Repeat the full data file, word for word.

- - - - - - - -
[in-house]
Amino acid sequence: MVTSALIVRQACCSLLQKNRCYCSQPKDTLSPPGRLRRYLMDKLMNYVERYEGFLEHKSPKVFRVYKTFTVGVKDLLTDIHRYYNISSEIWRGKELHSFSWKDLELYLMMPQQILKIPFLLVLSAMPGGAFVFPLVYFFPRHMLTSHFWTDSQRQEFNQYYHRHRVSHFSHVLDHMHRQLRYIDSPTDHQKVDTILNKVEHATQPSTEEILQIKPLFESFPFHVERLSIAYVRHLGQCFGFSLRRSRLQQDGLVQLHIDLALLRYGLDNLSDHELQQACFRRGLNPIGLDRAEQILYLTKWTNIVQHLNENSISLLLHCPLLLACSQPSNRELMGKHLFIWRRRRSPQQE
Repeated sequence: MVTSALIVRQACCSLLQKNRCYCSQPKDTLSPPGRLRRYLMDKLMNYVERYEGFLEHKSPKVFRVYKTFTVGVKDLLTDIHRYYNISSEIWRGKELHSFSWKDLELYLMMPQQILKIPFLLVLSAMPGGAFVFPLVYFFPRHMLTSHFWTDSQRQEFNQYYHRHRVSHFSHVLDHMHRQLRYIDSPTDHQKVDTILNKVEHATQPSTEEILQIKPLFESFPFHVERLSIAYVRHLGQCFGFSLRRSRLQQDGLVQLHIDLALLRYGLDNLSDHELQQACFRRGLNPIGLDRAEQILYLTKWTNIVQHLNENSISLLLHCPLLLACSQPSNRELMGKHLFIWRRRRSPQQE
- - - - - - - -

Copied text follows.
[in-house]
Amino acid sequence: MVTSALIVRQACCSLLQKNRCYCSQPKDTLSPPGRLRRYLMDKLMNYVERYEGFLEHKSPKVFRVYKTFTVGVKDLLTDIHRYYNISSEIWRGKELHSFSWKDLELYLMMPQQILKIPFLLVLSAMPGGAFVFPLVYFFPRHMLTSHFWTDSQRQEFNQYYHRHRVSHFSHVLDHMHRQLRYIDSPTDHQKVDTILNKVEHATQPSTEEILQIKPLFESFPFHVERLSIAYVRHLGQCFGFSLRRSRLQQDGLVQLHIDLALLRYGLDNLSDHELQQACFRRGLNPIGLDRAEQILYLTKWTNIVQHLNENSISLLLHCPLLLACSQPSNRELMGKHLFIWRRRRSPQQE
Repeated sequence: MVTSALIVRQACCSLLQKNRCYCSQPKDTLSPPGRLRRYLMDKLMNYVERYEGFLEHKSPKVFRVYKTFTVGVKDLLTDIHRYYNISSEIWRGKELHSFSWKDLELYLMMPQQILKIPFLLVLSAMPGGAFVFPLVYFFPRHMLTSHFWTDSQRQEFNQYYHRHRVSHFSHVLDHMHRQLRYIDSPTDHQKVDTILNKVEHATQPSTEEILQIKPLFESFPFHVERLSIAYVRHLGQCFGFSLRRSRLQQDGLVQLHIDLALLRYGLDNLSDHELQQACFRRGLNPIGLDRAEQILYLTKWTNIVQHLNENSISLLLHCPLLLACSQPSNRELMGKHLFIWRRRRSPQQE